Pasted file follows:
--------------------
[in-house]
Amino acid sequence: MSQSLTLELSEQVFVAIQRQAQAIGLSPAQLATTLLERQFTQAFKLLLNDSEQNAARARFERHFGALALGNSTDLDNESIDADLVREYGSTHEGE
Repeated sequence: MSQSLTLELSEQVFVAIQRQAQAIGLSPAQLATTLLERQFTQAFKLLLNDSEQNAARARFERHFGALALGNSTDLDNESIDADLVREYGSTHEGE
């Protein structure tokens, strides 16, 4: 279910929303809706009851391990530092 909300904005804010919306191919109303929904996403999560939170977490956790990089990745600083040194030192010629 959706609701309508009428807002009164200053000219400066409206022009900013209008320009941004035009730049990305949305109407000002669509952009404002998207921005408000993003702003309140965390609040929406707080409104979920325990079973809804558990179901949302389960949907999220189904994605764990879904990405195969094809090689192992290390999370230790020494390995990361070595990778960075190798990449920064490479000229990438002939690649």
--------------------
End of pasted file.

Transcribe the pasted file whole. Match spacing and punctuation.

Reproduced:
[in-house]
Amino acid sequence: MSQSLTLELSEQVFVAIQRQAQAIGLSPAQLATTLLERQFTQAFKLLLNDSEQNAARARFERHFGALALGNSTDLDNESIDADLVREYGSTHEGE
Repeated sequence: MSQSLTLELSEQVFVAIQRQAQAIGLSPAQLATTLLERQFTQAFKLLLNDSEQNAARARFERHFGALALGNSTDLDNESIDADLVREYGSTHEGE
């Protein structure tokens, strides 16, 4: 279910929303809706009851391990530092 909300904005804010919306191919109303929904996403999560939170977490956790990089990745600083040194030192010629 959706609701309508009428807002009164200053000219400066409206022009900013209008320009941004035009730049990305949305109407000002669509952009404002998207921005408000993003702003309140965390609040929406707080409104979920325990079973809804558990179901949302389960949907999220189904994605764990879904990405195969094809090689192992290390999370230790020494390995990361070595990778960075190798990449920064490479000229990438002939690649």